It is the capital of the province of Phuket and is an attraction in itself. The most picturesque district of Phuket City is its historical Old Town: a 400,000 square meter area delimited by Dibuk Road to the North, Thepkasattri Road to the East, Ratsada Road to the South, and Patiphat Road to the West. In this historically rich part of town, you will find shrines, temples, ornate and beautifully preserved shop houses, quaint cafés, tiny printing shops, impromptu private and public museums and even a mini ex-red light district. Visit the local markets near the bus station and explore the tiny streets here and there to discover some incredible abandoned mansions.
Phuket Old Town was built on riches reaped from Phuket’s tin boom of last century. In this quarter of the town, you will see grandiose Sino-colonial mansions, once occupied by Phuket’s tin barons of 100 years’ ago. The area is compact enough to stroll around in; the best time to do this is early in the morning or after the day has lost its heat.
While the sun is still out, visit one of Phuket’s 29 Buddhist temples. Wats, or Buddhist temples, are among the most important symbols of Thailand, partly because the majority of Thais are Buddhist and partly because they are so beautiful. The island’s most frequently visited and biggest temple is Wat Chalong, located at the Chao Fa West Road. The temple was made and built in the nineteenth century. Wat Chalong has been extending a warm welcome to visitors for over a century. The Grand Pagoda dominating the temple contains a splinter of Lord Buddha’s bone. The pagoda is decorated with wall paintings depicting the Buddha’s life story and also features various Buddha images. The temple is open from seven in the morning to five in the afternoon.
It is one of the island’s most important and revered landmarks on the island. The huge image sits on top of the Nakkerd Hills between Chalong and Kata and, at 45 metres tall, it is easily seen from far away. The lofty site offers the best 360-degree views of the island, with sweeping vistas of the island. This spot additionally serves as a gallery and museum portraying the historical backdrop of the Big Buddha. Easily reachable via a six-kilometre road leading from Phuket’s main artery route, it is a must-visit island destination.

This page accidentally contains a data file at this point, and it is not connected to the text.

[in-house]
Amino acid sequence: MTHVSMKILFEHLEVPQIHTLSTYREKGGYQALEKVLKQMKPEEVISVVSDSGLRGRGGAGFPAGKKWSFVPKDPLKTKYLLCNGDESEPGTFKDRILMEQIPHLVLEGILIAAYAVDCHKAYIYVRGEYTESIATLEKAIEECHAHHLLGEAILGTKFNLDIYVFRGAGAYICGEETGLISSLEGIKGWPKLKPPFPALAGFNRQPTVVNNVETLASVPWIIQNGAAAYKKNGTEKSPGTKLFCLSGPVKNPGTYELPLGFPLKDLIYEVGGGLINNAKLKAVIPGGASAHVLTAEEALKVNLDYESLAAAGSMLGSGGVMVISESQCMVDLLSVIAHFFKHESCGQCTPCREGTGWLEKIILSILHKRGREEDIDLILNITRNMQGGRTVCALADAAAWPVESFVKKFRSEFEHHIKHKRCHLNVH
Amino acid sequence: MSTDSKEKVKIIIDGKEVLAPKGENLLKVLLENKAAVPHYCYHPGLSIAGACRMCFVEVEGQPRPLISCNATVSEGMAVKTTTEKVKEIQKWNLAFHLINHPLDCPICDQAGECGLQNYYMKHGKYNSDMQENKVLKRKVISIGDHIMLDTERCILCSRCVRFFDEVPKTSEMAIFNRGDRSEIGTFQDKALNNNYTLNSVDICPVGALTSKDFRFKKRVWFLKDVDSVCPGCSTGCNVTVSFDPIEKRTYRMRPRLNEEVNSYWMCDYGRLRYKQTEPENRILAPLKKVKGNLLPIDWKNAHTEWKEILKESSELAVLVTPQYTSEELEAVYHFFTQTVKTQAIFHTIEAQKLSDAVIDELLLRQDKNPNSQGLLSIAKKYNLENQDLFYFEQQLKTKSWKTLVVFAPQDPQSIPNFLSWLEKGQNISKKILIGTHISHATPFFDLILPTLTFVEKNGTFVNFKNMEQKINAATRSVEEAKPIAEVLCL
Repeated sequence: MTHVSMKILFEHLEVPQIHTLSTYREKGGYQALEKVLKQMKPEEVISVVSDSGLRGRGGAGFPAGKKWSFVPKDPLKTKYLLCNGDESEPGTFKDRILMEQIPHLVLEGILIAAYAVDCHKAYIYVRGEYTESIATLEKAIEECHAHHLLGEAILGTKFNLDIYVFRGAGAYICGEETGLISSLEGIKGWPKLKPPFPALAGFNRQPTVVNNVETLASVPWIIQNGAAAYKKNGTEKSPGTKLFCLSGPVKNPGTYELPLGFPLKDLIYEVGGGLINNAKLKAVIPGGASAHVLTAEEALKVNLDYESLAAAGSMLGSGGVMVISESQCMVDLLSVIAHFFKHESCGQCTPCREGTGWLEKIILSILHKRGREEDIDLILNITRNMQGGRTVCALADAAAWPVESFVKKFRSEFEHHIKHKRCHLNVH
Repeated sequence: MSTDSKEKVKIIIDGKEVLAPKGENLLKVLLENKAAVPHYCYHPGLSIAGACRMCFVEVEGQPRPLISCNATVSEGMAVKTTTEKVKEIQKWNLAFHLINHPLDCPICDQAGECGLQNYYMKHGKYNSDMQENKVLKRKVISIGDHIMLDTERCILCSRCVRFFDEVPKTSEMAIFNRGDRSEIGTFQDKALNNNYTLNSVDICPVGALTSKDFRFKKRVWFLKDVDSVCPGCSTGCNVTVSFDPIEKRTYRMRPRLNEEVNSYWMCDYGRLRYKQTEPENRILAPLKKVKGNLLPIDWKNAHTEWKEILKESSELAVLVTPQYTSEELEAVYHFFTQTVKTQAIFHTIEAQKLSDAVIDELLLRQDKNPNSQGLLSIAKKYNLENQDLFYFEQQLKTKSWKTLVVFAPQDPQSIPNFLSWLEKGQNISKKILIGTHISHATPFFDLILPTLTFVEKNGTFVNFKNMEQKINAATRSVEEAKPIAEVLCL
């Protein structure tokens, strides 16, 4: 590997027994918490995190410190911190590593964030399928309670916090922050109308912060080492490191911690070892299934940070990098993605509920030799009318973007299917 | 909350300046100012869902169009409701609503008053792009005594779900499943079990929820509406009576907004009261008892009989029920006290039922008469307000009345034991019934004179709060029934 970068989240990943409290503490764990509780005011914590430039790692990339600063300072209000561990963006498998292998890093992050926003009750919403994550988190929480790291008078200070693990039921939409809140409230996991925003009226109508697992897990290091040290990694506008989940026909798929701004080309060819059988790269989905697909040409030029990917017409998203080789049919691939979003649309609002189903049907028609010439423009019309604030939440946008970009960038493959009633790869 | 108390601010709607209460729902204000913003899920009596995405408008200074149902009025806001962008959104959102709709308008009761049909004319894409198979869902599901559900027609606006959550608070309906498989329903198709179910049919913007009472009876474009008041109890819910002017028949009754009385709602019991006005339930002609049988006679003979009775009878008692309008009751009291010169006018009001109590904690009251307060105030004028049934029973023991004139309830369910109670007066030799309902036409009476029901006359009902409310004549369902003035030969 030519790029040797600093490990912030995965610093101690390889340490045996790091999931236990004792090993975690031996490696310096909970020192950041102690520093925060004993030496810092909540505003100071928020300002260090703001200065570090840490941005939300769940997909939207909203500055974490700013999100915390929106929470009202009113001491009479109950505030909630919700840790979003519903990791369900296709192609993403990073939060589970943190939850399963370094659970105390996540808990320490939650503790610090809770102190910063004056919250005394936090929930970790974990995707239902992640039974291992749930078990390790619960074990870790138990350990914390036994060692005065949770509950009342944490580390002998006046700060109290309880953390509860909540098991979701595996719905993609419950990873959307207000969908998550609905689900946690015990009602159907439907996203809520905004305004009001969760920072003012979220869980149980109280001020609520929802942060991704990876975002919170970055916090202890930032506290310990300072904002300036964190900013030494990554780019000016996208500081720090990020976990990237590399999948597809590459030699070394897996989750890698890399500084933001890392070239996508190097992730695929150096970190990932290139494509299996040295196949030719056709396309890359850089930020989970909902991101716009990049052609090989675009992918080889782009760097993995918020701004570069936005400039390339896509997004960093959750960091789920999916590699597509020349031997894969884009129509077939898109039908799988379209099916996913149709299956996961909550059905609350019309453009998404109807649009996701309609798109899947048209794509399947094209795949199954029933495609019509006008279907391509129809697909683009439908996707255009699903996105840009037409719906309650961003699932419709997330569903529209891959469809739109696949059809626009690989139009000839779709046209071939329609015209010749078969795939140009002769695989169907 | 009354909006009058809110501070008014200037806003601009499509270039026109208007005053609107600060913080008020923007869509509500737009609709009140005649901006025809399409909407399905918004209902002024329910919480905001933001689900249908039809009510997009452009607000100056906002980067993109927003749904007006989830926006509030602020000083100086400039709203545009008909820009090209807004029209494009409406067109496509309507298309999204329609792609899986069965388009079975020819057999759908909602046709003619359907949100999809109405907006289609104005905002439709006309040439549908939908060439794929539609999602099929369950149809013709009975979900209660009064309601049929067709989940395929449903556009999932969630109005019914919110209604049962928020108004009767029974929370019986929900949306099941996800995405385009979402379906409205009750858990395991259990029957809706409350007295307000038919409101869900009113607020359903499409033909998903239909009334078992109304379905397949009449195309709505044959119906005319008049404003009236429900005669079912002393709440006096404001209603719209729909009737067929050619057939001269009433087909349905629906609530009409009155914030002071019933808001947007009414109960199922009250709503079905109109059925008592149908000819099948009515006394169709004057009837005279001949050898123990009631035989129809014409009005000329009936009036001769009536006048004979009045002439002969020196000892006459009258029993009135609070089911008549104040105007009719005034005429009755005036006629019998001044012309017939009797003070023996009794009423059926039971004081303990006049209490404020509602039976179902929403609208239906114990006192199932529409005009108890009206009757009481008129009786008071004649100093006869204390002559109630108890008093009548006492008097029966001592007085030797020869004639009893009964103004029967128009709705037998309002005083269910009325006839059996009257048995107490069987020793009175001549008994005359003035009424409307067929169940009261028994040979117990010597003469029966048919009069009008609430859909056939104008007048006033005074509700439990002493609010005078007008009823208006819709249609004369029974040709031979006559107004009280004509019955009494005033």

It is a popular Chinese temple, crucial in the lives of the islanders. Located on Phuket Road, not far from Phuket’s local market, it’s a must-see site for all newcomers to Phuket as one of the oldest and the most respected spiritual centres around. Locals often gather here to celebrate as well as to share their sorrows and hard times in life. The principal Chinese deity here, Tean Hu Huan Soy, is very much counted as a senior family member by locals. The shrine plays a pivotal role in the Phuket Vegetarian Festival, an annual event held during the ninth lunar month of the Chinese calendar. It is believed that the vegetarian festival and its accompanying sacred rituals bestow good fortune upon those who religiously observe this rite. During this time, local residents of Chinese ancestry strictly observe a 10-day vegetarian or vegan diet for the purposes of spiritual cleansing and merit-making. Entranced devotees known as “Ma Song” perform sacred rituals such as walking barefoot over hot coals and ascending ladders with bladed rungs. The ceremonies of the festival take place in the vicinity of the six Chinese temples scattered throughout Phuket, with the main temple being Jui Tui shrine.